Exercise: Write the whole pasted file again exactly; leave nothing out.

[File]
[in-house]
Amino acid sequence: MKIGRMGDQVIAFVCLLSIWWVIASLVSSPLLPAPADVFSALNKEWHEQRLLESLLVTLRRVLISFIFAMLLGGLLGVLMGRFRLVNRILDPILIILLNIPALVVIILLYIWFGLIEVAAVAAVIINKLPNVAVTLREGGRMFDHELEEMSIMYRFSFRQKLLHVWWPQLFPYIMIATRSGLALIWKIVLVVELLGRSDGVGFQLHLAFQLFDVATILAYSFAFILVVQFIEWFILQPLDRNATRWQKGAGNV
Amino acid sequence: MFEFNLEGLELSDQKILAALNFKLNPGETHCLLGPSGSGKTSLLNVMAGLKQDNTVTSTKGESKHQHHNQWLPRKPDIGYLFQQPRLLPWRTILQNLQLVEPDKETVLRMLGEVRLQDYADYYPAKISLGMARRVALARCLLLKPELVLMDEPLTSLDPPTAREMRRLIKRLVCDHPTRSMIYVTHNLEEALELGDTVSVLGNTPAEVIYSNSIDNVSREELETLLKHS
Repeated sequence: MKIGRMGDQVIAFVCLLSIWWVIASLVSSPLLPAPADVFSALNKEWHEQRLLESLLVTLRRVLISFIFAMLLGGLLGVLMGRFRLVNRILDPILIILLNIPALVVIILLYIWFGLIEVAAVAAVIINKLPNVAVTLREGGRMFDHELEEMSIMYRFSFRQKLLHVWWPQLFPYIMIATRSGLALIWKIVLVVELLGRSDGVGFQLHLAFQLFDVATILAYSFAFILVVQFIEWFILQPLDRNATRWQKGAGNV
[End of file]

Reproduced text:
[in-house]
Amino acid sequence: MKIGRMGDQVIAFVCLLSIWWVIASLVSSPLLPAPADVFSALNKEWHEQRLLESLLVTLRRVLISFIFAMLLGGLLGVLMGRFRLVNRILDPILIILLNIPALVVIILLYIWFGLIEVAAVAAVIINKLPNVAVTLREGGRMFDHELEEMSIMYRFSFRQKLLHVWWPQLFPYIMIATRSGLALIWKIVLVVELLGRSDGVGFQLHLAFQLFDVATILAYSFAFILVVQFIEWFILQPLDRNATRWQKGAGNV
Amino acid sequence: MFEFNLEGLELSDQKILAALNFKLNPGETHCLLGPSGSGKTSLLNVMAGLKQDNTVTSTKGESKHQHHNQWLPRKPDIGYLFQQPRLLPWRTILQNLQLVEPDKETVLRMLGEVRLQDYADYYPAKISLGMARRVALARCLLLKPELVLMDEPLTSLDPPTAREMRRLIKRLVCDHPTRSMIYVTHNLEEALELGDTVSVLGNTPAEVIYSNSIDNVSREELETLLKHS
Repeated sequence: MKIGRMGDQVIAFVCLLSIWWVIASLVSSPLLPAPADVFSALNKEWHEQRLLESLLVTLRRVLISFIFAMLLGGLLGVLMGRFRLVNRILDPILIILLNIPALVVIILLYIWFGLIEVAAVAAVIINKLPNVAVTLREGGRMFDHELEEMSIMYRFSFRQKLLHVWWPQLFPYIMIATRSGLALIWKIVLVVELLGRSDGVGFQLHLAFQLFDVATILAYSFAFILVVQFIEWFILQPLDRNATRWQKGAGNV